“The fastest way to succeed is to double your failure rate.” – IBM’s Thomas Watson, Sr.
“There is something about losing and coming back from it that burns character into a man’s soul, breeds confidence without arrogance, and makes a man believable when he talks about problems.” – John Sears, Campaign Manager for Ronald Reagan
Many scientists, business leaders, and sport coaches all believe the same thing: the road to success is lined with failures, and every failure can bring you closer to success. Wise risk-taking opens doors, but how do you know when it’s wise? How do you convince your team members that risks are worth taking? And, how do you get the most out of each failure?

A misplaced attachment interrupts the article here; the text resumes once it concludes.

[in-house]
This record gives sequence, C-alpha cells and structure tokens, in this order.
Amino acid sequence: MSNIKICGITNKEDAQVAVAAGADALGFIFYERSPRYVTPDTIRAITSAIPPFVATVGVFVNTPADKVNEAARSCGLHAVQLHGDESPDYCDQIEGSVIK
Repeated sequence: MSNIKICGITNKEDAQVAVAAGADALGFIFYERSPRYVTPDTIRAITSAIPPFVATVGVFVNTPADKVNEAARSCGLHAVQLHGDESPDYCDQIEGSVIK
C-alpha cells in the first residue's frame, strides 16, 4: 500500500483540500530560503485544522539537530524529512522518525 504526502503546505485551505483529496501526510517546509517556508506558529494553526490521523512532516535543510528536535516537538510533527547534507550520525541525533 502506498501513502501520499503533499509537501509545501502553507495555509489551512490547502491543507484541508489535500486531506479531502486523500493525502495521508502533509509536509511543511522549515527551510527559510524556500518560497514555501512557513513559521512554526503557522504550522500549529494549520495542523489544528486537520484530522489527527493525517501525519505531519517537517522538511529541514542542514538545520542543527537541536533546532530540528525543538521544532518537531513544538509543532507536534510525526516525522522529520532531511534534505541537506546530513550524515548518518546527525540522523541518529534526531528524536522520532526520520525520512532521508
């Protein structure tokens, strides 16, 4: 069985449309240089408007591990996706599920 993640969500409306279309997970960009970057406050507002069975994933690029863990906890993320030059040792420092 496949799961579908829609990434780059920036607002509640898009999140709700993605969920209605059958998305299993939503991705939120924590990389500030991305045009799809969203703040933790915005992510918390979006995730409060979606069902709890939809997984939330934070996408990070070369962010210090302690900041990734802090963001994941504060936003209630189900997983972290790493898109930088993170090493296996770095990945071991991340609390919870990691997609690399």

- Make sure you have an exit strategy, or that you somehow take into account that the majority of your risks might fail.
- Encourage communication across the board – collaborate with others. This will only work if there is not a destructively competitive atmosphere in the group you are working in. Your failure might give someone else an idea, or vice a versa. Many successes, from Post-It notes to Silly Putty, came from someone’s failure.
- Analyze, Analyze, Analyze. After every failure (and after every success) you have you analyze what made the endeavor succeed/fail. That is the only way to learn, and succeed the next time.
- Admit your mistakes. Others respect when you admit your failures, and it makes them feel more comfortable taking risks around you. Also, as I mentioned in point 2, with collaboration, you could turn your failure into a success. You also can’t analyze (point 3) very well if you don’t even admit the problem.
I wish all of our readers many successes, and only the most useful failures. 😉